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September 26, 2009 - Why should Notre Dame's football coach make more than tenured professors?

On September 26, 2009, the Christian Science Monitor published an opinion by attorney Benjamin Rosenberg on the values of college sports in higher education.  Rosenberg questions higher education's commitment to academic and intellectual interests when it pays its football and basketball coaches more than any other university employee, including the school president:

Why go to college? Is it for the sports? Or is it for the education? Though some young people might be tempted to choose extracurricular activities as a main draw, universities themselves should know better.

The purpose of a university education is to gain professional skills and to cultivate a love for learning – tools that will ultimately help carry us through life. In a world that has become increasingly dependent on technology, information, and clear communication, American universities cannot afford to falter on this.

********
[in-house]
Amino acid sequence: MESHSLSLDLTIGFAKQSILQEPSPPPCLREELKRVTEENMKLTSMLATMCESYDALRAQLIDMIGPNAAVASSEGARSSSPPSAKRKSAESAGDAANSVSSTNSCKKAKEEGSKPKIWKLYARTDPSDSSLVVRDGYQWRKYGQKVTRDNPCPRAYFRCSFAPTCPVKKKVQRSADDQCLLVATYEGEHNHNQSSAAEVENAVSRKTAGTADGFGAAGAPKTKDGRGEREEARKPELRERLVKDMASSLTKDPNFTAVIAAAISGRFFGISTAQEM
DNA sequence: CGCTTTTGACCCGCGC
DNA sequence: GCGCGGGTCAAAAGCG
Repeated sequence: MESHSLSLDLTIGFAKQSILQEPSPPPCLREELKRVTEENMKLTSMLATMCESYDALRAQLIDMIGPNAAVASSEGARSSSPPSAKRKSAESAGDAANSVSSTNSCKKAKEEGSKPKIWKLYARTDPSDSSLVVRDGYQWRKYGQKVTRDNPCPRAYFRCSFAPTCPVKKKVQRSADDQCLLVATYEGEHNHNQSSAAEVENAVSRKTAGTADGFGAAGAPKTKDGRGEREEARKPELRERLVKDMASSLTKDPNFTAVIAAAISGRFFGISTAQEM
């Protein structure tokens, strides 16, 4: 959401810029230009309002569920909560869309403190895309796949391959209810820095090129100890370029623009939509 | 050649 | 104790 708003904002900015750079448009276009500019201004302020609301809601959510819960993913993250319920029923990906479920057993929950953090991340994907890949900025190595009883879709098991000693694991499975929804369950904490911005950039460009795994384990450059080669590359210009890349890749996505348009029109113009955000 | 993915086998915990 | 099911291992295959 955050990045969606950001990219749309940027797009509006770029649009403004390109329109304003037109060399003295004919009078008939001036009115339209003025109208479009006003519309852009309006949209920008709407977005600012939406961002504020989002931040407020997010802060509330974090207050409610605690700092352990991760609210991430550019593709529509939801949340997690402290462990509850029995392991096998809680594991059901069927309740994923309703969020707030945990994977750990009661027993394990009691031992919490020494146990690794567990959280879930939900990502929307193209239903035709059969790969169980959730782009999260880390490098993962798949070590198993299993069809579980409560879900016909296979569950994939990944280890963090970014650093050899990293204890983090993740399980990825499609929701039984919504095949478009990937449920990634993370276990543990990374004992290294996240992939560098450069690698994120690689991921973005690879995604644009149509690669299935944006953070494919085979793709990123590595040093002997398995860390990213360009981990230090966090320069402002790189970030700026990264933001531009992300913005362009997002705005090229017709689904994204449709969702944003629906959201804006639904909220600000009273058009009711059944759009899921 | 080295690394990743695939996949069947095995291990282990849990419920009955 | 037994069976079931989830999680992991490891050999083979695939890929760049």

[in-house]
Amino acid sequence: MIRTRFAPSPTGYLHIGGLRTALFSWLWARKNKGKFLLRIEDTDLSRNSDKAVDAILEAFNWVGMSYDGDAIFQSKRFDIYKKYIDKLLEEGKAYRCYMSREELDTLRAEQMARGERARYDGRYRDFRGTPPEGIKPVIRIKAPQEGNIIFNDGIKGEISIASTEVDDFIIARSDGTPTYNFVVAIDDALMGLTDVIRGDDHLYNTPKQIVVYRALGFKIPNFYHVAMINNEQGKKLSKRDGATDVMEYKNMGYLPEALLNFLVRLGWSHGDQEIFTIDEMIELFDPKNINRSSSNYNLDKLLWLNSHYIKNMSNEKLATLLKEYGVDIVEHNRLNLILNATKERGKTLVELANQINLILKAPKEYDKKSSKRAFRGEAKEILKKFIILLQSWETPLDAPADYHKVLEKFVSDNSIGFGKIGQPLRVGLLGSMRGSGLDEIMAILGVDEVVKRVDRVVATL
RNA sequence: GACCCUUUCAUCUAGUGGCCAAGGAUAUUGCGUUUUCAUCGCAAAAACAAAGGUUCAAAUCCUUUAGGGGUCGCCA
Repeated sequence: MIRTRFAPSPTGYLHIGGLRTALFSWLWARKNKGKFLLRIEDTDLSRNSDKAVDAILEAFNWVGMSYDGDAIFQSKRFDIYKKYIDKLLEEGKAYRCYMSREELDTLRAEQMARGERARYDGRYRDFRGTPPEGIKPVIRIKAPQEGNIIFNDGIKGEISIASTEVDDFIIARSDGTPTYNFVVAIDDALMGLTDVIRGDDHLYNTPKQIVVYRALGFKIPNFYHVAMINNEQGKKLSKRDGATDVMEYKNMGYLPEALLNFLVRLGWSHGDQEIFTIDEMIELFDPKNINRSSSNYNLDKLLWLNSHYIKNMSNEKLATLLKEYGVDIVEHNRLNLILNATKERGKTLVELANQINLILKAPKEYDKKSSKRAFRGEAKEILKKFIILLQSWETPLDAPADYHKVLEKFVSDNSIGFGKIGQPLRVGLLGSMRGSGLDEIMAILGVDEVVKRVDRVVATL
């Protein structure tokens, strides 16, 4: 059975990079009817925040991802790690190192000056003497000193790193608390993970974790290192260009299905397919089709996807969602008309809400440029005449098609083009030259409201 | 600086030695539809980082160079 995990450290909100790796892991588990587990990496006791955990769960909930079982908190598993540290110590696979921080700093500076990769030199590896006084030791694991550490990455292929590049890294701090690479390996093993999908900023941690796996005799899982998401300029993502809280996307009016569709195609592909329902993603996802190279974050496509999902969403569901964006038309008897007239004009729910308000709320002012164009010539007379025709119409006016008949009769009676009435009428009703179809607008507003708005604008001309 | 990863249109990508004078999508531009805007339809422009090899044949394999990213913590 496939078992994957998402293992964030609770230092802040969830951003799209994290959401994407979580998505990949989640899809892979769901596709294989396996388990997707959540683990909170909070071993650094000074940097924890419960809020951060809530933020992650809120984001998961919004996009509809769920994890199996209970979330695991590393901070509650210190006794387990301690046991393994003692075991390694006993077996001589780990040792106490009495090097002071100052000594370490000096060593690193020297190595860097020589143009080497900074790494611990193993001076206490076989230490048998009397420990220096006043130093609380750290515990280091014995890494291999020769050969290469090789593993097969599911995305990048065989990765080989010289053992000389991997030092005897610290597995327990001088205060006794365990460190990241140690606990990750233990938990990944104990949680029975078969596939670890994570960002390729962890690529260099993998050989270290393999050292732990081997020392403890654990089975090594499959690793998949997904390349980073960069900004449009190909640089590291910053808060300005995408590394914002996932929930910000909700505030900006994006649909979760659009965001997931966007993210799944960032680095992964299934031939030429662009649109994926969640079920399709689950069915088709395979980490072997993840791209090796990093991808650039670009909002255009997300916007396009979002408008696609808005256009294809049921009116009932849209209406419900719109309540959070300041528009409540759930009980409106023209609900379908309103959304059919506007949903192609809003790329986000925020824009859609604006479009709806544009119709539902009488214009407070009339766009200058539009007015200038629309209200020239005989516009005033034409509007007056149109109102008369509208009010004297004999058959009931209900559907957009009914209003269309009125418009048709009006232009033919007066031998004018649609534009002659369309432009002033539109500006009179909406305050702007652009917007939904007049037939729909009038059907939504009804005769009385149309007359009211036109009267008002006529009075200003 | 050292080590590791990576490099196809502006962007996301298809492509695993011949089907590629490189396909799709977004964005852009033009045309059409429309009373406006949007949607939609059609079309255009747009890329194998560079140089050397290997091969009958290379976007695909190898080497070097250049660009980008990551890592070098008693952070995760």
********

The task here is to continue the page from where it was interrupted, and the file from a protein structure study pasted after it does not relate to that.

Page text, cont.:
And yet, schools are paying outrageous compensation to the coaches of their football and basketball teams, corrupting their mission.

At schools with big-time programs, the head coaches' salaries far exceed the pay of any other university employee, even the school president.

A quick Internet search reveals that around 21 colleges pay their head football coach more than $2 million per year. One assistant football coach at the University of Tennessee makes more than $1 million per year. Coaches at many large public universities make more than the presidents of the universities, and many times the salary of any faculty members.

What does this say about the schools' values"

For the full opinion, link here.